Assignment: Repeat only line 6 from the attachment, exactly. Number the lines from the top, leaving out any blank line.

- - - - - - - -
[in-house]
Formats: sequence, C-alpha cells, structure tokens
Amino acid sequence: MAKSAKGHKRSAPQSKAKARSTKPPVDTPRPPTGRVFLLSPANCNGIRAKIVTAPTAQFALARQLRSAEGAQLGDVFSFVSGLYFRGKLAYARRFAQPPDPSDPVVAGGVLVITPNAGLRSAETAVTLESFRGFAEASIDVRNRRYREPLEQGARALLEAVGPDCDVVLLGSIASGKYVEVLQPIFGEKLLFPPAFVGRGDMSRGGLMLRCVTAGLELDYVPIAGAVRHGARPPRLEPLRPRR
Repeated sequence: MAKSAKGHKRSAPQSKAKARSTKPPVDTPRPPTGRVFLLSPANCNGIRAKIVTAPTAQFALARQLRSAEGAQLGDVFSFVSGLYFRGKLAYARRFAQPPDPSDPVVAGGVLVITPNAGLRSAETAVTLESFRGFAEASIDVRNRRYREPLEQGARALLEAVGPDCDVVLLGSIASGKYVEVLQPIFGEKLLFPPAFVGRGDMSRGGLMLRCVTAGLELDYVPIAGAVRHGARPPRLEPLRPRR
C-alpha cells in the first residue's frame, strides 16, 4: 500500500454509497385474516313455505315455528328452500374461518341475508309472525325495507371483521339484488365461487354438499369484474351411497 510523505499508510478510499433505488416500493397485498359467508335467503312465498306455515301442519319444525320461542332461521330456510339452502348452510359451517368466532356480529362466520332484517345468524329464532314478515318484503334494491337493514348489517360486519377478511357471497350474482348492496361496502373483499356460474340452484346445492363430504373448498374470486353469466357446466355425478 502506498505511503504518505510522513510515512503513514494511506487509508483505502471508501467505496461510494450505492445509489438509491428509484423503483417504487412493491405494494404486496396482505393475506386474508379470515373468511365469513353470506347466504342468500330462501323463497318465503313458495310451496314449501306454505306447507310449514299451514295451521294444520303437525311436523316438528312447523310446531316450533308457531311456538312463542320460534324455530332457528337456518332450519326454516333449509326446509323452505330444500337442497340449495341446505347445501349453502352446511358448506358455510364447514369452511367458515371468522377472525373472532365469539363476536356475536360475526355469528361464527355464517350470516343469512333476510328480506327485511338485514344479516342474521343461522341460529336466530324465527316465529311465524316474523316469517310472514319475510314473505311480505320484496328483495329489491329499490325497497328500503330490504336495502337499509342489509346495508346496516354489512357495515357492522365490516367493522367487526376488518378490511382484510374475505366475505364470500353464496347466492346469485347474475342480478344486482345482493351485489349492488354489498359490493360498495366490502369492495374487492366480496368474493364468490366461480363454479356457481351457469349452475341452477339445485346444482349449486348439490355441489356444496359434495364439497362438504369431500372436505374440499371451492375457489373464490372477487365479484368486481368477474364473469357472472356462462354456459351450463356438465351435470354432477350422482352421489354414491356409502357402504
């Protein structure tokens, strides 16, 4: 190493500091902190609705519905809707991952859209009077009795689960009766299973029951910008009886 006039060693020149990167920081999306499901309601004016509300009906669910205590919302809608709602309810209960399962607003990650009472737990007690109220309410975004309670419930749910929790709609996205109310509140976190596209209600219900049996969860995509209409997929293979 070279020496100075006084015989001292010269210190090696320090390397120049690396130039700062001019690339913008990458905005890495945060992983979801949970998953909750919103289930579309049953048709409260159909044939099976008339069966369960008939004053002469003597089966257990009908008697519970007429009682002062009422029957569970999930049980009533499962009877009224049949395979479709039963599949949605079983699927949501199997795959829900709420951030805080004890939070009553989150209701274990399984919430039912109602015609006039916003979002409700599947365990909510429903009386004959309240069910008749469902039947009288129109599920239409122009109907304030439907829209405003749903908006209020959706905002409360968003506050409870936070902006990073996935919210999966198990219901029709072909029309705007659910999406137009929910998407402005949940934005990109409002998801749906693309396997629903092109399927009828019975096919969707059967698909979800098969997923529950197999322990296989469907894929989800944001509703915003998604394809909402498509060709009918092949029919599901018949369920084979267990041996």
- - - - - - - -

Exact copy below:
């Protein structure tokens, strides 16, 4: 190493500091902190609705519905809707991952859209009077009795689960009766299973029951910008009886 006039060693020149990167920081999306499901309601004016509300009906669910205590919302809608709602309810209960399962607003990650009472737990007690109220309410975004309670419930749910929790709609996205109310509140976190596209209600219900049996969860995509209409997929293979 070279020496100075006084015989001292010269210190090696320090390397120049690396130039700062001019690339913008990458905005890495945060992983979801949970998953909750919103289930579309049953048709409260159909044939099976008339069966369960008939004053002469003597089966257990009908008697519970007429009682002062009422029957569970999930049980009533499962009877009224049949395979479709039963599949949605079983699927949501199997795959829900709420951030805080004890939070009553989150209701274990399984919430039912109602015609006039916003979002409700599947365990909510429903009386004959309240069910008749469902039947009288129109599920239409122009109907304030439907829209405003749903908006209020959706905002409360968003506050409870936070902006990073996935919210999966198990219901029709072909029309705007659910999406137009929910998407402005949940934005990109409002998801749906693309396997629903092109399927009828019975096919969707059967698909979800098969997923529950197999322990296989469907894929989800944001509703915003998604394809909402498509060709009918092949029919599901018949369920084979267990041996």